Why was alcohol such a problem in the Irish immigrant community, according to John Francis Maguire’s The Irish in America?
Alcohol or, as Maguire calls it, “drink” was a problem for the Irish because they were not temperamentally equipped to handle it. Therefore, it affected them more than it affected any other “race” of people in the United States at the time.
According to Maguire, all Americans drank a lot in his day. The Irish, he says, did not drink any more than any other ethnic group. The problem was that the Irish were “mercurial and light-hearted” than the other groups who were “of hard head and lethargic temperament.” In other words, Irish people had a natural disposition that caused them to be more affected by alcohol than others.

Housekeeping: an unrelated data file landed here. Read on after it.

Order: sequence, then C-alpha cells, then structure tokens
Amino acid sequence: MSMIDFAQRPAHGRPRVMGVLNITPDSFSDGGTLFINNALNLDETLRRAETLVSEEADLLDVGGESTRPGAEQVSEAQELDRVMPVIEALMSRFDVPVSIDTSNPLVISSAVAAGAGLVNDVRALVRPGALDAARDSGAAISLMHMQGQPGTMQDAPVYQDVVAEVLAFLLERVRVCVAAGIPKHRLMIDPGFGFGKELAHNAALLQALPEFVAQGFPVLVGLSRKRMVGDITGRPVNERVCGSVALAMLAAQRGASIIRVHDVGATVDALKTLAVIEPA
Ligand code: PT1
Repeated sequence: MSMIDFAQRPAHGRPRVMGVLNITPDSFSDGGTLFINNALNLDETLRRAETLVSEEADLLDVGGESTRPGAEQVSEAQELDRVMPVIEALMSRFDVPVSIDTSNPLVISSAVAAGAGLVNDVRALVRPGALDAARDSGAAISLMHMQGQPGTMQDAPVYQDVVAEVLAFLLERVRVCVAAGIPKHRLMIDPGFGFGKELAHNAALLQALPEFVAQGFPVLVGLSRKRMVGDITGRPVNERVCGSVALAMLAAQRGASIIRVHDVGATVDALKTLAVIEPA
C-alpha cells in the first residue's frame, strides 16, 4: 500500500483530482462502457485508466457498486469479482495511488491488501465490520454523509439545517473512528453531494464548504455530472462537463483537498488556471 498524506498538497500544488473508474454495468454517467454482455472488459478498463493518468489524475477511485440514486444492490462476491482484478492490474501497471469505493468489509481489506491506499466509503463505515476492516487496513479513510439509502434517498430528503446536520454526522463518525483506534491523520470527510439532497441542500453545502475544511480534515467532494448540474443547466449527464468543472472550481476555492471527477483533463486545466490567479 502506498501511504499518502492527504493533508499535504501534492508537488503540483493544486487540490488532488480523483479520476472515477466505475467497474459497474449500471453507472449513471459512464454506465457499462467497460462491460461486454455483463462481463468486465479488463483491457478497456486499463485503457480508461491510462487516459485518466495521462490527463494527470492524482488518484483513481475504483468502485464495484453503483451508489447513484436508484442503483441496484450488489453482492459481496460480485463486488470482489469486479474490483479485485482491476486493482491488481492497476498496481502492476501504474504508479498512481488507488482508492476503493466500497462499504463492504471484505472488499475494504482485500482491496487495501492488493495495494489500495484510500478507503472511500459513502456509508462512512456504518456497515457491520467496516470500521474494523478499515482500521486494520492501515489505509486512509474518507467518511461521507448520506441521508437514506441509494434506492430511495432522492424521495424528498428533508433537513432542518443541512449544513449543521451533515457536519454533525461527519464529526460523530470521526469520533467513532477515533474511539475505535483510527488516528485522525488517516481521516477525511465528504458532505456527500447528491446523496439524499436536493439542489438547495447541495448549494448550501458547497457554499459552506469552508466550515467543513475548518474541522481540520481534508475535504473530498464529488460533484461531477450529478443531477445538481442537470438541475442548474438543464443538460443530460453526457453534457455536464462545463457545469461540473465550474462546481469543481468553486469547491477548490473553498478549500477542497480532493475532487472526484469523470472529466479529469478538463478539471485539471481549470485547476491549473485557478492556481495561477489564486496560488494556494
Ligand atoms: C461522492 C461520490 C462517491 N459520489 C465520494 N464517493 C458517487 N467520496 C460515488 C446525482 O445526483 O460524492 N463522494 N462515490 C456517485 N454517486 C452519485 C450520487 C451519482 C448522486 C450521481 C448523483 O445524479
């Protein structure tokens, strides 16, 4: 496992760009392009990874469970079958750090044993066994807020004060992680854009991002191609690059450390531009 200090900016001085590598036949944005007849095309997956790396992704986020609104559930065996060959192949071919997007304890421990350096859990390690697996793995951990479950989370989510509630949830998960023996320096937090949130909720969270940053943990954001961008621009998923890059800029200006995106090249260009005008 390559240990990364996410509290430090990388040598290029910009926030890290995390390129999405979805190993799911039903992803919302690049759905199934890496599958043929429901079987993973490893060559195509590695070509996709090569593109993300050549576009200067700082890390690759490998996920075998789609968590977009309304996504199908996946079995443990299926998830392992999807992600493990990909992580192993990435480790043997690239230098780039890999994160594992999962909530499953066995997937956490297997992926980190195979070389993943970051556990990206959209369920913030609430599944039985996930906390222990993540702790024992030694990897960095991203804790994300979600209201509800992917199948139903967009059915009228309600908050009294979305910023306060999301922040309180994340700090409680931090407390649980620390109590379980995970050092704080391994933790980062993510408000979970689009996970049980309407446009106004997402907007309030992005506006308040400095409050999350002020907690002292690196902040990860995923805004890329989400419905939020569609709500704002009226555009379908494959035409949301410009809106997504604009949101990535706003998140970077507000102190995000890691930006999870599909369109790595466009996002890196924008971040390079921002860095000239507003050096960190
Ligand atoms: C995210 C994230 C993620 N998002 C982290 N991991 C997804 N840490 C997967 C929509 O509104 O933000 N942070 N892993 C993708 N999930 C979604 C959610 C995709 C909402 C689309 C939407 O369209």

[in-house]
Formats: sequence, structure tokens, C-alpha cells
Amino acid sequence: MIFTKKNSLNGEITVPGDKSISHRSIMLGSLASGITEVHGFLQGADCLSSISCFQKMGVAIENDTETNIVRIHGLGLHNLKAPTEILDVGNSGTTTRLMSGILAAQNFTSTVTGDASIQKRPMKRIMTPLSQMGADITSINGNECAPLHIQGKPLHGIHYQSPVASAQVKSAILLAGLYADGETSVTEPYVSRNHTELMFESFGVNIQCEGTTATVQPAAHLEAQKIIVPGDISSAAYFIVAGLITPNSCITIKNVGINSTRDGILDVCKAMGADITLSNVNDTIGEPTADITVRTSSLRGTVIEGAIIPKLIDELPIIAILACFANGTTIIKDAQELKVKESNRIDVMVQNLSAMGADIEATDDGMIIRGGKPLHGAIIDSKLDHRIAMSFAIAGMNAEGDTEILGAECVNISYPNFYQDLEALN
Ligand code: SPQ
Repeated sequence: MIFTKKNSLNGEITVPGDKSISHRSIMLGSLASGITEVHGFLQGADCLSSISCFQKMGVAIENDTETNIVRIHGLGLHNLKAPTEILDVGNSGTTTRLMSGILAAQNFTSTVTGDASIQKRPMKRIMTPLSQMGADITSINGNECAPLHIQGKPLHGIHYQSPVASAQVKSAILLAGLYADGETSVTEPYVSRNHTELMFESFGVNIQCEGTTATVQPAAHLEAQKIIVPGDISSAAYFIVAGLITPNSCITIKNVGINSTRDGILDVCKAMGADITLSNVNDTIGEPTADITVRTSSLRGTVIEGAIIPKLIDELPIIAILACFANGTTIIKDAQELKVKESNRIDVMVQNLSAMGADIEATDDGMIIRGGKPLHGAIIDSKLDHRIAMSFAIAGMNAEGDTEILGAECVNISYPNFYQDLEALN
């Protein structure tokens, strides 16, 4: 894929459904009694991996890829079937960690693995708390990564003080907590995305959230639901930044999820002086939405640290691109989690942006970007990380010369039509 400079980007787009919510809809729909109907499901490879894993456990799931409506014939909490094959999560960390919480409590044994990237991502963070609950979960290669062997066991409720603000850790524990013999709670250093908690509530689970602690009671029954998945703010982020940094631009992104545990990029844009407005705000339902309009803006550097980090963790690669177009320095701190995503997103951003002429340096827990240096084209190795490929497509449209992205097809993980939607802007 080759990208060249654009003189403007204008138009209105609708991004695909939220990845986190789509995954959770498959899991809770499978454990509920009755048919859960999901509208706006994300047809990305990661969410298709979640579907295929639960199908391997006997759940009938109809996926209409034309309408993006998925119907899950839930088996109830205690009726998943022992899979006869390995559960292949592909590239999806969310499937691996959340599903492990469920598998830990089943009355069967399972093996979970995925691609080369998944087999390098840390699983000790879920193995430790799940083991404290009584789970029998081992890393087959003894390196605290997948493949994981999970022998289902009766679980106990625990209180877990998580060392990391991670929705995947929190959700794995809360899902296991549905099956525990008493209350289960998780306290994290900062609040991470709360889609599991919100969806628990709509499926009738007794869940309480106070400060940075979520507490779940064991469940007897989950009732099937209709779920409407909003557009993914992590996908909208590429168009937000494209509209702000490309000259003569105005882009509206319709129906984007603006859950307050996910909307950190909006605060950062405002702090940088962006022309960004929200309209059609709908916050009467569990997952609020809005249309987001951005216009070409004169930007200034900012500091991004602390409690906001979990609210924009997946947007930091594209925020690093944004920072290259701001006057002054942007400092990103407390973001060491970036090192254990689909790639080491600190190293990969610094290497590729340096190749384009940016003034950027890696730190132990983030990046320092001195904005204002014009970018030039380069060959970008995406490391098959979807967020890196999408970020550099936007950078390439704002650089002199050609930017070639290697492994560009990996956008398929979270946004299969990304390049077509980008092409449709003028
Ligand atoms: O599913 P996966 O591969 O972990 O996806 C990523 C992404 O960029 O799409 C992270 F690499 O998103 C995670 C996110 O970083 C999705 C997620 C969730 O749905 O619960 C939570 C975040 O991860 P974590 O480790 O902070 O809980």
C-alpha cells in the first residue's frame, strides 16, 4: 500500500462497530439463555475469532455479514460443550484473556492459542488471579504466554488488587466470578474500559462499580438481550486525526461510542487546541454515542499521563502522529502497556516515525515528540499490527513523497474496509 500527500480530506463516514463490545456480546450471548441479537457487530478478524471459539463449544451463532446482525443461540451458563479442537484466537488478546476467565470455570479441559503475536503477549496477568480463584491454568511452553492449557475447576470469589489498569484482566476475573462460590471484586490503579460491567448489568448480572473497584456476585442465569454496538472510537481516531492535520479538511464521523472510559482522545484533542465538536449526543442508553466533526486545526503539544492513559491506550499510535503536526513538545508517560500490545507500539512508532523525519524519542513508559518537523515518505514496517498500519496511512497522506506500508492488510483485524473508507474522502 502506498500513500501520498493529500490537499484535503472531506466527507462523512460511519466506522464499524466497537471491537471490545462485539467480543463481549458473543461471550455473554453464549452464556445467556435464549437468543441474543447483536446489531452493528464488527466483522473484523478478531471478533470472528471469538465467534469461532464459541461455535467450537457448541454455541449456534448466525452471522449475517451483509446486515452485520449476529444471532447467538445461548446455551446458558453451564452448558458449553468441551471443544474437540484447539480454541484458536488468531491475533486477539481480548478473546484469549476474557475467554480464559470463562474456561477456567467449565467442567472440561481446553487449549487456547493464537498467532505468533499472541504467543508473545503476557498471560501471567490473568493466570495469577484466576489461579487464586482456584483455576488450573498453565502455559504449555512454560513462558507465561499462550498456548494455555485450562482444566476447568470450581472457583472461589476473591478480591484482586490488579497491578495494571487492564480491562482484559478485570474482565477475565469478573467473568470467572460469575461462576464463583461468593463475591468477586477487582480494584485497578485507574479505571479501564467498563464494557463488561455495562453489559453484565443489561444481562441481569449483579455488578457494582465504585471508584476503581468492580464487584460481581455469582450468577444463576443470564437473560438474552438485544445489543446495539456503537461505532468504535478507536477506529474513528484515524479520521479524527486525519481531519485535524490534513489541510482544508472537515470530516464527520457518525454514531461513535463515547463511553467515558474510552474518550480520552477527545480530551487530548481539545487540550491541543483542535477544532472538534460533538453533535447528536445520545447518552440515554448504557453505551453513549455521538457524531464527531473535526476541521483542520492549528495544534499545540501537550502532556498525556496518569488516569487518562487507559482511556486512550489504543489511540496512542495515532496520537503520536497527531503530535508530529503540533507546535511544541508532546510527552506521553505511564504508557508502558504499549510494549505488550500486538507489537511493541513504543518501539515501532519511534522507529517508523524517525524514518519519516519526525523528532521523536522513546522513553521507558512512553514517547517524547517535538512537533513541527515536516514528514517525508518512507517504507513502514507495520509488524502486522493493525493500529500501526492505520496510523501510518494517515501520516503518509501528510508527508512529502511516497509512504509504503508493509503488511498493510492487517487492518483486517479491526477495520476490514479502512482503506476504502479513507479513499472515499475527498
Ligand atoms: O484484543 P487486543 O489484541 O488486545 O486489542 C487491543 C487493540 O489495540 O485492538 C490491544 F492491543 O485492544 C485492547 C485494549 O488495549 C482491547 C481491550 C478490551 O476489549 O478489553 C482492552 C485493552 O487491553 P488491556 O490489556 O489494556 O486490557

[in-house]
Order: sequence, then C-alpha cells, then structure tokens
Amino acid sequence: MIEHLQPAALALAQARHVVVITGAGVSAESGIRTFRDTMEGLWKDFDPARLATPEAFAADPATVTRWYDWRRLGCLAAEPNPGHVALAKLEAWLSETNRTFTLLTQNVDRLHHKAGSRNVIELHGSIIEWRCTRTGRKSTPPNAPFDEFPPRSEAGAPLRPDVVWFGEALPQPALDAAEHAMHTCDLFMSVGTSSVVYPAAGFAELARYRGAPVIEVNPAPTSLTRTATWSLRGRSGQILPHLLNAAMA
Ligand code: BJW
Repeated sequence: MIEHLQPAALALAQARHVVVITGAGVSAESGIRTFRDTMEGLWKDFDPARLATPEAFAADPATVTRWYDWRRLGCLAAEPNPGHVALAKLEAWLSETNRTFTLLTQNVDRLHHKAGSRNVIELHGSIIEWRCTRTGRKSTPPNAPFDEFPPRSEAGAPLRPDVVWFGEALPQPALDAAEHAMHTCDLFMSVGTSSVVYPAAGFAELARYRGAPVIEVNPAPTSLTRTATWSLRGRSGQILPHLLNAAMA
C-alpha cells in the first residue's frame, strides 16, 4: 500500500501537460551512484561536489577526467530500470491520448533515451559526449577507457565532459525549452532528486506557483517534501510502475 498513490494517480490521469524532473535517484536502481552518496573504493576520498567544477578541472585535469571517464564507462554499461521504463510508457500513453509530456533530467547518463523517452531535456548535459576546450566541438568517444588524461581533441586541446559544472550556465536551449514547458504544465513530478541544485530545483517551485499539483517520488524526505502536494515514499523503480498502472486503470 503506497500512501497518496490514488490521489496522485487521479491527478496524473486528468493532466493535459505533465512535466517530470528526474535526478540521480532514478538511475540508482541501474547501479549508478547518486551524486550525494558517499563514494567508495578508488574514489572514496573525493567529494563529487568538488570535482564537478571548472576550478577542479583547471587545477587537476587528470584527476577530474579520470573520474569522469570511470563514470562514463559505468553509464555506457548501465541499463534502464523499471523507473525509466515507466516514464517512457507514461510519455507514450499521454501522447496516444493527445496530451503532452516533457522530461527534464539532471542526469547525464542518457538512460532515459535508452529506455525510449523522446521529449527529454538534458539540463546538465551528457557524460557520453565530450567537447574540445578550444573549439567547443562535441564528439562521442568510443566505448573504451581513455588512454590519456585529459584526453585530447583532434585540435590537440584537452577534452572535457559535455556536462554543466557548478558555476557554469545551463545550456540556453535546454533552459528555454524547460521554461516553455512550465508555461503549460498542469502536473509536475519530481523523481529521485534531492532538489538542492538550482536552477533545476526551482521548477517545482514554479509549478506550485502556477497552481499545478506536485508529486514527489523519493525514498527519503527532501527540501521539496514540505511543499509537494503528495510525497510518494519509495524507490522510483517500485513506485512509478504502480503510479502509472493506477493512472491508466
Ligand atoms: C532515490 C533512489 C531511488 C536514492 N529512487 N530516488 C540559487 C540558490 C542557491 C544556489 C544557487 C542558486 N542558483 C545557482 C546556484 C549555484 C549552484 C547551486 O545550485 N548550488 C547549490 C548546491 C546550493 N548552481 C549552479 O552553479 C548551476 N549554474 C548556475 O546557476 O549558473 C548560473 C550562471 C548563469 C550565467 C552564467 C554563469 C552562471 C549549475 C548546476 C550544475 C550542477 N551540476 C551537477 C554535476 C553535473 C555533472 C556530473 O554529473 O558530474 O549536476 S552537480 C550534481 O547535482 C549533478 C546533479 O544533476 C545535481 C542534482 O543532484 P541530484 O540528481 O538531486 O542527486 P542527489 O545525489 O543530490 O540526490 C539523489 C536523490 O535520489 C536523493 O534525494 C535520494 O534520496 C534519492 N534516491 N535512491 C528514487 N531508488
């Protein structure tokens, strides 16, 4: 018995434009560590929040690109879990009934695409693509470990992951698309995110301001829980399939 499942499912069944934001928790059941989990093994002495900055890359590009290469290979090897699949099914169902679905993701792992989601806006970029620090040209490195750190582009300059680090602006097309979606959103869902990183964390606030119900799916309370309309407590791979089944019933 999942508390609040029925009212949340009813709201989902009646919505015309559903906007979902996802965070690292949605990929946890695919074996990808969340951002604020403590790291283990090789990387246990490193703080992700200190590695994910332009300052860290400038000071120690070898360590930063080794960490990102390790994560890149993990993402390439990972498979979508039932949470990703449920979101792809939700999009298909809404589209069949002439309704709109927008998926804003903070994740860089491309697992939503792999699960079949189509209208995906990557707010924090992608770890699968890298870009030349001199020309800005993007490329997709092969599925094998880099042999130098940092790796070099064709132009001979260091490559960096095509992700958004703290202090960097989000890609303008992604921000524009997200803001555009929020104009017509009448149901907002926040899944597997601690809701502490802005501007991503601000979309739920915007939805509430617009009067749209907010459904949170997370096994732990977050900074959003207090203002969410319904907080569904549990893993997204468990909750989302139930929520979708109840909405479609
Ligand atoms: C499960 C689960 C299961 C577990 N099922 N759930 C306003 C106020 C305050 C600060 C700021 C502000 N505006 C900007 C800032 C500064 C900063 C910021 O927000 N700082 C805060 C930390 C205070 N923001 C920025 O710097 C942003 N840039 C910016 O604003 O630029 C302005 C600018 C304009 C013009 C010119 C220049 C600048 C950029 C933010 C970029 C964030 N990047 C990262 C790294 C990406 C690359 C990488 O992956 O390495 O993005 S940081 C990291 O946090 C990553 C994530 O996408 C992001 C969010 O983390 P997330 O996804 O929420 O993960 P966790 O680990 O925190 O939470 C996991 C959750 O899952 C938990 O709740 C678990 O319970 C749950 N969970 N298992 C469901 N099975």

This effect was, to Maguire, very bad for the Irish. It essentially ruined their chances at ever getting ahead in the US. He says that alcohol
deprives man of his reason, interferes with his industry, injures his health, damages his position, compromises his respectability, renders him unfit for the successful exercise of his trade, profession, or employment—which leads to quarrel, turbulence, violence, crime.
Since this happened to the Irish more than to others, it made them look very bad to other Americans. This is why alcohol was so bad for them.
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